Bert, Bob, etc..
Hal Horn of The Horn Section has posted a review of Wheeler and Woolsey's 1933 anything-goes anti-war epic Diplomaniacs as a part of his series on films that should be on DVD but aren't. At the moment, Bert and Bob are "officially" represented on DVD by public domain prints of Dixiana, Half Shot at Sunrise, and Hook Line and Sinker (all 1930). I have to agree with Hal that Diplomaniacs deserves a DVD release (while disagreeing with him re: Bert's singing abilities) and, as it was one of a handful of W&W pictures released on VHS by Turner Home Entertainment in the early 90s, I have to imagine that it's on some executive's short list should some minor W&W DVD box set ever come about. Unfortunately, the W&W features previously chosen for VHS release give me no faith whatsoever in the Turner corporation's ability to select a decent line-up of Bert and Bob's comedies. Woe for the uninitiated classic comedy fan who is led to believe that the flavorless kiddie flick Kentucky Kernels is in any way representative of Wheeler and Woolsey's best work. Even Diplomaniacs, as fun as it is, is less a showcase for Bert and Bob's talents than a large scale exercise in the kind of outlandish "nut" humor that also gave the world Million Dollar Legs and International Hotel. Perhaps one of these days The Powers That Be will realize what they're sitting on and release a box set including, at least, Cockeyed Cavaliers, Hips Hips Hooray!, The Cuckoos, and So This Is Africa. A man can dream, can't he?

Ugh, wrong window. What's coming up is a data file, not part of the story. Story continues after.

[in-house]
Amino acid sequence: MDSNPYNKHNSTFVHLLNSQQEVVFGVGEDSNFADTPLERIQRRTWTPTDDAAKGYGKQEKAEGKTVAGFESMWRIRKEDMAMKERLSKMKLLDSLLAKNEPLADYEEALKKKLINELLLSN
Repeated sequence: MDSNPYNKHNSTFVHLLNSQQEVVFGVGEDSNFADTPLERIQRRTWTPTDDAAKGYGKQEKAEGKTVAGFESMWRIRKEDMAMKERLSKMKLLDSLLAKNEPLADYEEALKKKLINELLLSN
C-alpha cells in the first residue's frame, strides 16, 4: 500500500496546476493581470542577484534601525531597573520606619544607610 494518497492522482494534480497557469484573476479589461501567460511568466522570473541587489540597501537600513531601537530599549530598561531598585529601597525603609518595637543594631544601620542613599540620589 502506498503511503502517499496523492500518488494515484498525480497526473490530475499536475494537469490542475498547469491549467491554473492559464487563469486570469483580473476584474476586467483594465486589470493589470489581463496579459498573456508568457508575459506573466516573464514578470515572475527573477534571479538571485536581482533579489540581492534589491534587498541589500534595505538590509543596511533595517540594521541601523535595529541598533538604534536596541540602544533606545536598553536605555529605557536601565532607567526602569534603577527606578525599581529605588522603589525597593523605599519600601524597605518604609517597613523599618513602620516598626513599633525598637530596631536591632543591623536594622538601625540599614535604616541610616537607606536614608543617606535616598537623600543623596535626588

And, while we're on the subject, here's an interesting article by David Boxwell on the gender/sex subtext of Wheeler and Woolsey's pre-Code output. There's enough debate fuel in this article for a series of good-natured fistfights, although some of the conclusions remind me a little too much of the ultimately misguided Another Fine Dress: Role Play in the Films of Laurel and Hardy.